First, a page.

The Lobster Market Crash of 2009
There’s good news and bad news about lobster this season.
The price of lobster is very low. Very, very low. Lobster is selling for as little as $5/pound at retail, and they are plentiful (hence the cheap price). Organic chicken breasts cost more per pound.
But lobster fishermen all over New England are losing their shirts. There are a few reasons that add up to this perfect storm. Even as more and more lobsters have been harvested in Maine, and other northern coastal states, over recent years the supply of lobsters has still increased—mostly because lobstermen have been quite focused on fishing sustainably for some time and eggs from female lobsters have been returned to the sea. And lobsters are a prolific breed.
You can enjoy lobster at unprecedented low prices and in so doing at least put your drop in the lobster demand bucket.
Even pre-recession, responsible lobster fishing had led to a greater amount of lobsters than the U.S. market was demanding. So up until recently, much of the lobster was exported. Prices were climbing steadily because lots of people around the world wanted lobster, and lots of people could afford the price tag.
Enter the recession. Both domestically and abroad, demand plummeted. In this economy (oh, lusting for the time we don't have to begin every sentence with the phrase, "In this economy"), people are just not indulging in luxury goods, or—more precisely—contemplating goods they have always perceived as luxury, even if the prices are no longer prohibitive. And there are way fewer big honking business deals to be celebrated with a 3-pound lobster and a magnum of Champagne. As with everything, things trickle down.
And all of this was compounded by the bad luck of Canadian seafood-processing plants being shut down, also because of the economy. That's where the excess lobster had been going, to be frozen and shipped out to points near and far. American restaurants weren't selling as much lobster, so that market decreased, and other counties weren't importing as much seafood, so the frozen lobsters that had previously been headed overseas are piling up at home.
OK, so, now let's bring this back around to glass half full arena. The moral of the story is that you can enjoy lobster at unprecedented low prices and in so doing at least put your drop in the lobster demand bucket. So, bib up, and have at it. Someone's got to eat all those lobsters; it might as well be you.
Island Lobster Rolls
by Linda Greenlaw and Martha Greenlaw
This is it, the quintessential summer sandwich. Lobster rolls are often filled with this, that, and the other. When you make your own, you can make sure that nothing overshadows the lobster, which of course, is the point. The buns are given a quick sauté in butter, which is what sets all the best lobster rolls apart from their peers.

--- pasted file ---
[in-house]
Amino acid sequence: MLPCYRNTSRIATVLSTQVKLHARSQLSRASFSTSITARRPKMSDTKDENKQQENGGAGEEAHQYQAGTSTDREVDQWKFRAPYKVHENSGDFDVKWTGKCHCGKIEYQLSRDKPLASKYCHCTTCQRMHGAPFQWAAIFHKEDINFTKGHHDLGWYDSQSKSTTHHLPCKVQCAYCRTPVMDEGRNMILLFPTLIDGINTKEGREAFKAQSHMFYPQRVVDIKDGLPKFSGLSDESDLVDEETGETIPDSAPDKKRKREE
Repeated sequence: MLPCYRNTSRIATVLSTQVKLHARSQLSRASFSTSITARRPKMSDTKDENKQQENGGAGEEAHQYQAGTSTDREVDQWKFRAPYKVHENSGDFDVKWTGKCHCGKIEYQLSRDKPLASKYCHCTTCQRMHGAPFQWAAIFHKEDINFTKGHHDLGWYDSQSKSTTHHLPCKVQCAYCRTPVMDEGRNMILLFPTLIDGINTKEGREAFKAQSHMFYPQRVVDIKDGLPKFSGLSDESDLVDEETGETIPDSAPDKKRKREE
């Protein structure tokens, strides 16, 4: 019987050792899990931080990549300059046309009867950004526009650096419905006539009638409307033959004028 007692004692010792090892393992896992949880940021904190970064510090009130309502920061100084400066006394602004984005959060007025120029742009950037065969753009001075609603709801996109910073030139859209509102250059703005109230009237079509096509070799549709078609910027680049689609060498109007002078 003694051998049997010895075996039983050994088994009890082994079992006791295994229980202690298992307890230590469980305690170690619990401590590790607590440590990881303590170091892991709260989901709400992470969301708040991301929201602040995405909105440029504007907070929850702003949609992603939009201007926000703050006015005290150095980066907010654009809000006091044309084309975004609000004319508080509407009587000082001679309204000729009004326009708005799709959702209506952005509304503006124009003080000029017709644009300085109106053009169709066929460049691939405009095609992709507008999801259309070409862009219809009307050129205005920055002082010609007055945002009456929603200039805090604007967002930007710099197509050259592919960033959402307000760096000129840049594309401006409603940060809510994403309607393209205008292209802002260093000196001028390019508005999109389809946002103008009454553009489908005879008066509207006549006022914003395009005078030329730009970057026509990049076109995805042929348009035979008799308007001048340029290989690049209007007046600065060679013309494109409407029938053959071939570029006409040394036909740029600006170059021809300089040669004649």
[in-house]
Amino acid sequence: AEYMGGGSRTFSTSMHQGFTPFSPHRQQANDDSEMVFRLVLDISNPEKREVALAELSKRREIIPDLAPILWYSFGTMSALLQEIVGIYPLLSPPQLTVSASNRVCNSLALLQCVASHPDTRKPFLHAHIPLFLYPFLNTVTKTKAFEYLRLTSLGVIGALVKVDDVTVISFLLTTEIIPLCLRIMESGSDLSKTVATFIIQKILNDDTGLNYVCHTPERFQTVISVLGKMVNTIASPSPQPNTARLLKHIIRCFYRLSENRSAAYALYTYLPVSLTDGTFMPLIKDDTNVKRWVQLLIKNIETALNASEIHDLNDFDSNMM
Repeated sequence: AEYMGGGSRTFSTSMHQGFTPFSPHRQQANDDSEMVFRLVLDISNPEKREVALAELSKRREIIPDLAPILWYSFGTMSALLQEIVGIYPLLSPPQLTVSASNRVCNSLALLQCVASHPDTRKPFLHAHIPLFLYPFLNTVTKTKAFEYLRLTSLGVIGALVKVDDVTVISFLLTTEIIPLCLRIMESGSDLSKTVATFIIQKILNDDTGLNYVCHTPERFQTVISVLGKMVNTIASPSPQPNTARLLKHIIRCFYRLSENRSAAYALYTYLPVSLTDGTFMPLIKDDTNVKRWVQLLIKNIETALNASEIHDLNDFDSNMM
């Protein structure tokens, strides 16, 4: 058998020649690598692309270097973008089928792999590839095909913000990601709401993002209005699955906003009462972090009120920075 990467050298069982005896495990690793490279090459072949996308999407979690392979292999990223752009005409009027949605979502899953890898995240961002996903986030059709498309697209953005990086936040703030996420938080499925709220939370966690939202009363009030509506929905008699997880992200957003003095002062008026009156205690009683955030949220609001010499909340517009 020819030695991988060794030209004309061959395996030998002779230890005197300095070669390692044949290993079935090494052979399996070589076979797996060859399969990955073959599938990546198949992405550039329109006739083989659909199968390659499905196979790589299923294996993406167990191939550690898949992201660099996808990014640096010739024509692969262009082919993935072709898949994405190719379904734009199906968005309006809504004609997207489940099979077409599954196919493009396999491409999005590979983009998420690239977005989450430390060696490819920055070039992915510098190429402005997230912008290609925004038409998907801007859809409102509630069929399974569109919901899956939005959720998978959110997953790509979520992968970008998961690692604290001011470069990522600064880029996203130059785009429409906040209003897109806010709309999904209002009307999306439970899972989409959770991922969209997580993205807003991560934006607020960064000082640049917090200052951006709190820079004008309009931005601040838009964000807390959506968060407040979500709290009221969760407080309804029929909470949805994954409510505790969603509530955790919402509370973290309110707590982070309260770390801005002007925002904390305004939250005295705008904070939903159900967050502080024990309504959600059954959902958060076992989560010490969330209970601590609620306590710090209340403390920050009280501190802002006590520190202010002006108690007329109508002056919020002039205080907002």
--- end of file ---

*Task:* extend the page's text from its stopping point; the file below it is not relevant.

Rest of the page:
by Mario Batali
If decadence is what you're after, then this will do just fine. The creaminess of risotto dotted with chunks of sweet, chewy lobster meat.
Lobster Fontina Panini
by Tiffany Collins
Lobster Newberg meets the sandwich. If you don't know what exactly Lobster Newberg is (and if you're under the age of 50, it's likely you don't), it's an American seafood dish introduced at Delmonico's Restaurant in New York City in the late 19th century, made from lobster, butter, cream, booze, eggs and Cayenne pepper. Fontina is the gild on the lily.
Steamed Lobster with Garlic-Ginger-Basil Sauce
by Jean-Georges Vongerichten
Here, the classic steamed lobster is completely transformed. And it's very sexy.
Lobster Tails with Cracked Black Pepper and Cinnamon
by Raghavan Iyer
Fresh or frozen lobster tails are perfectly acceptable. These are served against the backdrop of creamy coconut milk studded with ginger slivers, coarsely cracked black peppercorns, and sweet-smelling cinnamon. The beauty of this curry sauces that it never competes with the delicate flavor of the lobster meat.
Katie Workman is editor in chief and chief marketing officer of Cookstr.com, a Web site devoted to great, tested recipes from chefs and cookbook authors. She writes about food for various blogs and websites. Katie is on the board of City Harvest, and actively involved in Share Our Strength. She lives in New York City with her husband her two boys, ages 6 and 9.